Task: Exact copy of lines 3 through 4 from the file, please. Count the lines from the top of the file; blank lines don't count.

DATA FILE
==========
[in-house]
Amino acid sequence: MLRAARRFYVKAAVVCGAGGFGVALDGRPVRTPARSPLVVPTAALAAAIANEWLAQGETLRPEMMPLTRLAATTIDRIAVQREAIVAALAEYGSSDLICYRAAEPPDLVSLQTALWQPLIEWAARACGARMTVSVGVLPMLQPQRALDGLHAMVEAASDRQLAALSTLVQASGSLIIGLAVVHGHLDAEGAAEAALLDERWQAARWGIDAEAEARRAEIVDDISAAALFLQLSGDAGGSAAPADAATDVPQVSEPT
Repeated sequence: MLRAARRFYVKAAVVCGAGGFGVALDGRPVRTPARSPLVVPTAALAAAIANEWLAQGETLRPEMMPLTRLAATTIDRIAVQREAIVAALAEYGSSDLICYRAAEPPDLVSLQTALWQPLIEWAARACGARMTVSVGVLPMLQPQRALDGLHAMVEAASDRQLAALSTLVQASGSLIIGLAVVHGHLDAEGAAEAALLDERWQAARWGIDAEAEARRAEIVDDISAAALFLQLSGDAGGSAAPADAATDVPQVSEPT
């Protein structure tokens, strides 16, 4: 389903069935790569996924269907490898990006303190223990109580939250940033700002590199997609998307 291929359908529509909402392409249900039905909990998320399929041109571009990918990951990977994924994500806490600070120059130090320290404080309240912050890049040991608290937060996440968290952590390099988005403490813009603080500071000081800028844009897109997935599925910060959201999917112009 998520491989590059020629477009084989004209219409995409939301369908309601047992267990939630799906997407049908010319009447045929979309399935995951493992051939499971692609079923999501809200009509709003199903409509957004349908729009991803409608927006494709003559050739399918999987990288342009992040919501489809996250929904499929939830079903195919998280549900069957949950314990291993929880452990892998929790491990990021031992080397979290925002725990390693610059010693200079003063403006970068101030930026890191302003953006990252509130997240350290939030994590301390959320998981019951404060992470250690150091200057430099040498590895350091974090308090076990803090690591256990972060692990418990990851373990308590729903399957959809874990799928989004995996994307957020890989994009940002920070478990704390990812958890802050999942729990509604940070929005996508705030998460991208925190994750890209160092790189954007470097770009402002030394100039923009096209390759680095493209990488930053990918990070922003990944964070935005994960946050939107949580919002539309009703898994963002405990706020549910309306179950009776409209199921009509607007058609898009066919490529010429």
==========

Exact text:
Repeated sequence: MLRAARRFYVKAAVVCGAGGFGVALDGRPVRTPARSPLVVPTAALAAAIANEWLAQGETLRPEMMPLTRLAATTIDRIAVQREAIVAALAEYGSSDLICYRAAEPPDLVSLQTALWQPLIEWAARACGARMTVSVGVLPMLQPQRALDGLHAMVEAASDRQLAALSTLVQASGSLIIGLAVVHGHLDAEGAAEAALLDERWQAARWGIDAEAEARRAEIVDDISAAALFLQLSGDAGGSAAPADAATDVPQVSEPT
């Protein structure tokens, strides 16, 4: 389903069935790569996924269907490898990006303190223990109580939250940033700002590199997609998307 291929359908529509909402392409249900039905909990998320399929041109571009990918990951990977994924994500806490600070120059130090320290404080309240912050890049040991608290937060996440968290952590390099988005403490813009603080500071000081800028844009897109997935599925910060959201999917112009 998520491989590059020629477009084989004209219409995409939301369908309601047992267990939630799906997407049908010319009447045929979309399935995951493992051939499971692609079923999501809200009509709003199903409509957004349908729009991803409608927006494709003559050739399918999987990288342009992040919501489809996250929904499929939830079903195919998280549900069957949950314990291993929880452990892998929790491990990021031992080397979290925002725990390693610059010693200079003063403006970068101030930026890191302003953006990252509130997240350290939030994590301390959320998981019951404060992470250690150091200057430099040498590895350091974090308090076990803090690591256990972060692990418990990851373990308590729903399957959809874990799928989004995996994307957020890989994009940002920070478990704390990812958890802050999942729990509604940070929005996508705030998460991208925190994750890209160092790189954007470097770009402002030394100039923009096209390759680095493209990488930053990918990070922003990944964070935005994960946050939107949580919002539309009703898994963002405990706020549910309306179950009776409209199921009509607007058609898009066919490529010429």